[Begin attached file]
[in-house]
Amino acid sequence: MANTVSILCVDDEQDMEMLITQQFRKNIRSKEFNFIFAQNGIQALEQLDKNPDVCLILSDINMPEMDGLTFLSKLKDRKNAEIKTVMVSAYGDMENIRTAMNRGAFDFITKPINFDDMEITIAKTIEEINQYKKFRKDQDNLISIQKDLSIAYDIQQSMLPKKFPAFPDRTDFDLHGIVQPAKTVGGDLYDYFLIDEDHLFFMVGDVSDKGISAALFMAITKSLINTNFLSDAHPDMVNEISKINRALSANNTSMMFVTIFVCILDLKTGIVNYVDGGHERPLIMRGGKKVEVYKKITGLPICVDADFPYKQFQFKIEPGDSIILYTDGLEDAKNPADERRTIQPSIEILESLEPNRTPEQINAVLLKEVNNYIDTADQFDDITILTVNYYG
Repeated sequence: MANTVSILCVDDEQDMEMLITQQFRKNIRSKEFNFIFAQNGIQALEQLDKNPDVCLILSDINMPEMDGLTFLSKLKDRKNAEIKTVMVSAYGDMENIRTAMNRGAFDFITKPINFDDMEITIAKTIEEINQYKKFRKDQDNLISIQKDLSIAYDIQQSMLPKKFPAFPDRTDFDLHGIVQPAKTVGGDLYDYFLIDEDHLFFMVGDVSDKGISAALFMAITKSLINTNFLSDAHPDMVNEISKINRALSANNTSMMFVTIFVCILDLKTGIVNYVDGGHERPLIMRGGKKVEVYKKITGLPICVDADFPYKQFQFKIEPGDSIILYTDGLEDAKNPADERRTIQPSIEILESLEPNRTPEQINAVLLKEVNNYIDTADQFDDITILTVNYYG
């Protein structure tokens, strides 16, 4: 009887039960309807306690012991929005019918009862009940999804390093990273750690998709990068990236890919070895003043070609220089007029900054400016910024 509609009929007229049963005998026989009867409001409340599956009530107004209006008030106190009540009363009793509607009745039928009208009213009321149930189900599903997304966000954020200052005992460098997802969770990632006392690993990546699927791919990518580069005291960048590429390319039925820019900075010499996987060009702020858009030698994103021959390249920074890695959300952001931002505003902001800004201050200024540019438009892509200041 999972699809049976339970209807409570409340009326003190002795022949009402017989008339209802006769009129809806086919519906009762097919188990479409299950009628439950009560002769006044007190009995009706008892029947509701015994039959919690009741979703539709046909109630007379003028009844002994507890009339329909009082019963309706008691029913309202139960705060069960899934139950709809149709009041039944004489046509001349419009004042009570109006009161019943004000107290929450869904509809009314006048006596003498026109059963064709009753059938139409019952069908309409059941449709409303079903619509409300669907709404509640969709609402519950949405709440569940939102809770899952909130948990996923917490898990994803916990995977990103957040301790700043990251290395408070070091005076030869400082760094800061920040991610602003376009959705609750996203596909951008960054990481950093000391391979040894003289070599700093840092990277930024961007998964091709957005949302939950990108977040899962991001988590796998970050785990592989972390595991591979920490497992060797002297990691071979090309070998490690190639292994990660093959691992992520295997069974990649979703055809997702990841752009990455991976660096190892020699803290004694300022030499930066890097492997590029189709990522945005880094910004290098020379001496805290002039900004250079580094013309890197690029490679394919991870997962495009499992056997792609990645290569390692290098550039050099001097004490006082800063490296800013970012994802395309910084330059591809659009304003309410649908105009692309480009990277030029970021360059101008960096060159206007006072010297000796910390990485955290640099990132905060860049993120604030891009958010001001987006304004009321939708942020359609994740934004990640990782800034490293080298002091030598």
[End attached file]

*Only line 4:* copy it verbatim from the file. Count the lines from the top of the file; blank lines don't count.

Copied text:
């Protein structure tokens, strides 16, 4: 009887039960309807306690012991929005019918009862009940999804390093990273750690998709990068990236890919070895003043070609220089007029900054400016910024 509609009929007229049963005998026989009867409001409340599956009530107004209006008030106190009540009363009793509607009745039928009208009213009321149930189900599903997304966000954020200052005992460098997802969770990632006392690993990546699927791919990518580069005291960048590429390319039925820019900075010499996987060009702020858009030698994103021959390249920074890695959300952001931002505003902001800004201050200024540019438009892509200041 999972699809049976339970209807409570409340009326003190002795022949009402017989008339209802006769009129809806086919519906009762097919188990479409299950009628439950009560002769006044007190009995009706008892029947509701015994039959919690009741979703539709046909109630007379003028009844002994507890009339329909009082019963309706008691029913309202139960705060069960899934139950709809149709009041039944004489046509001349419009004042009570109006009161019943004000107290929450869904509809009314006048006596003498026109059963064709009753059938139409019952069908309409059941449709409303079903619509409300669907709404509640969709609402519950949405709440569940939102809770899952909130948990996923917490898990994803916990995977990103957040301790700043990251290395408070070091005076030869400082760094800061920040991610602003376009959705609750996203596909951008960054990481950093000391391979040894003289070599700093840092990277930024961007998964091709957005949302939950990108977040899962991001988590796998970050785990592989972390595991591979920490497992060797002297990691071979090309070998490690190639292994990660093959691992992520295997069974990649979703055809997702990841752009990455991976660096190892020699803290004694300022030499930066890097492997590029189709990522945005880094910004290098020379001496805290002039900004250079580094013309890197690029490679394919991870997962495009499992056997792609990645290569390692290098550039050099001097004490006082800063490296800013970012994802395309910084330059591809659009304003309410649908105009692309480009990277030029970021360059101008960096060159206007006072010297000796910390990485955290640099990132905060860049993120604030891009958010001001987006304004009321939708942020359609994740934004990640990782800034490293080298002091030598």